6

At social events I have found I am some-what guilty of getting into in depth discussions that may occasionally drag the other person/s away from the main group. Most of the time this is fine, based off reactions of being asked to meet up after, get in contact, thanked for the chat I am fairly confident that they were glad to have gone in detail with whatever we were talking about, and I really enjoy it too! However, occasionally I have gotten the opposite sense, that they would have preferred to re-join the event and did not want to offend me and so they stay until something happens that gives them the opportunity to politely excuse themselves. This may not be for some time, and I certainly don't want to be holding anyone back from having a fun time so, that got me wondering about what I could do to tactfully give them the chance to leave and not be worried about hurting my feelings.

I have tried:

  • Inviting more people to join the conversation so that it is less in depth and their is less pressure on the person to stay
  • Suggesting to do something else (like grab some of the provided food/drinks)
  • Directly asking if they wanted to keep talking about {X} or would rather rejoin the others

All of these worked well at giving them the chance to leave, but have the downfall of making it noticeably harder to re-engage the conversation we were having and and enjoying. (Note: The ideal is that we can both be confident that the other person wants to be having this conversation, and not have any interrupt at all.)

When inviting others, the quality of the conversation is forcibly dropped and to resume the depth at which we were talking before would be to ostracise the people we just invited to talk with us.

When suggesting to do something else, it takes a large break in the conversation and also sometimes even implies that I am making an excuse to leave the conversation.

Directly asking has a very clear awkward and jarring effect to the conversation that I would rather avoid by using some tactful IPS skills. ;)

My question is:

How can I tactfully give them a chance to leave the conversation, without compromising the conversation? (Edit: I specifically want to focus on how to keep the conversation going when I do this since more often than not they wanted to talk after all. Think of it this way: I must give them the chance to leave to avoid being rude, but I want to try and preserve the great conversation we have been having)

4

What if you don't say anything, but insert small breaks into the conversation. They needn't be long, just a few seconds, so that they are noticeable, but give both of you the opportunity to either carry on or suggest to do something else.
If the other person wants to end the conversation, they can make use of the short break, else they wait for you to say something.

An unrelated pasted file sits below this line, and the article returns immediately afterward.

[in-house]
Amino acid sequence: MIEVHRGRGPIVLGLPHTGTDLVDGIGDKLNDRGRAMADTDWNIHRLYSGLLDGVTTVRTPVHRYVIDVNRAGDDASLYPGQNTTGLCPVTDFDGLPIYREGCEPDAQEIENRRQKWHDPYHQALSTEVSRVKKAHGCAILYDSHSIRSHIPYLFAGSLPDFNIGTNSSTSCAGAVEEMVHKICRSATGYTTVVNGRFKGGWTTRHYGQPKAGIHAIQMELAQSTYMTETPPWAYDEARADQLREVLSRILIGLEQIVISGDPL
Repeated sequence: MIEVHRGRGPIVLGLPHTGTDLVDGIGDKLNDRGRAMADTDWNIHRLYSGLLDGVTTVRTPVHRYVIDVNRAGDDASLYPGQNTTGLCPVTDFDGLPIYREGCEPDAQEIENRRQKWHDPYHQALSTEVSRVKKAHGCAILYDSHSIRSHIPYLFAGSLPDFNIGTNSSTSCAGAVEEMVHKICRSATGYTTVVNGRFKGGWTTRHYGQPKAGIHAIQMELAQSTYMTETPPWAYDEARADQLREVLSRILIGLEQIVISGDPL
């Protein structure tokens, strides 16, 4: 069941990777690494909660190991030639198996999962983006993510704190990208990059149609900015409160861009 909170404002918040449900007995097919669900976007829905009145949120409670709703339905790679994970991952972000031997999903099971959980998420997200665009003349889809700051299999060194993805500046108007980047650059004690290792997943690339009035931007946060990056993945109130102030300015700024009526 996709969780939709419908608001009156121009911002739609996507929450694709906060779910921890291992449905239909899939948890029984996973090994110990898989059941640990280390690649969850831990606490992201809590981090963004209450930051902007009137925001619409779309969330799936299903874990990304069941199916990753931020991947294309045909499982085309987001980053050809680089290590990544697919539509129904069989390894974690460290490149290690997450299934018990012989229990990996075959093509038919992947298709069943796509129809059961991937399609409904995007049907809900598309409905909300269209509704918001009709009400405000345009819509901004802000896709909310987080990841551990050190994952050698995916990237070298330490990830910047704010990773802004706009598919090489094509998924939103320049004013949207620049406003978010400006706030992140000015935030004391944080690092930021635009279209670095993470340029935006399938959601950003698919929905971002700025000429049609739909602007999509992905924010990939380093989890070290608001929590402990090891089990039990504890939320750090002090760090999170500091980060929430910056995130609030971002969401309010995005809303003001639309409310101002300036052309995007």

Now, this requires some balancing - if the pause is too long, it becomes awkward and may appear as if you didn't want to go on, if it's too short, they won't even notice. So I really suggest maybe 2 or 3 seconds to make it appear as if you were a bit reluctant to say something or still had to think about it, then resume the conversation.

I admit I have usually a hard time coming up with numbers, as I would decide that intuitively, also based on the situation and, for example, body language and facial expression of the other person. Maybe choose a longer time.

Just pause long enough, so that they could say something, if they wanted to. This is certainly tactful, if done right. It also hardly interrupts the conversation, in contrast to you saying something (and thereby distract from the topic yourself). If they don't jump on the occasion, presume they want to go on.

I would do it spread out over the discussion, to give them another chance from time to time. Probably not too often, as it would really become awkward and strange - but the time intervals very much depend on the situation. Short bursts bear the risk of stalling the discussion. You may give them another break shortly after one, if you really get the feeling that they would want to stop (and somehow forgot to make use of the first chance) or you have reasons to believe they would want a break now (e. g. again body language, or something else happening around you etc.).

  • Love the idea! one thing to clarify; do you suggest doing this spread out over the whole conversation to make sure they are still good, or just doing it a few times/until its safe to say they are on board for that moment, then carry on as per usual – Jesse Dec 8 '17 at 9:34
  • 1
    I personally use this technique, though probably not as often as I should since I can get a little caught up in explaining things. I try to insert pauses as soon as I get even a remote suspicion that the other party is getting bored with the conversation. I also let short silences fall after I make an argument so the other party can decide whether they want to continue on the topic, change the topic, or even bail out on the conversation entirely. – Cronax Dec 8 '17 at 12:52

Your Answer

By clicking “Post Your Answer”, you agree to our terms of service, privacy policy and cookie policy

Not the answer you're looking for? Browse other questions tagged or ask your own question.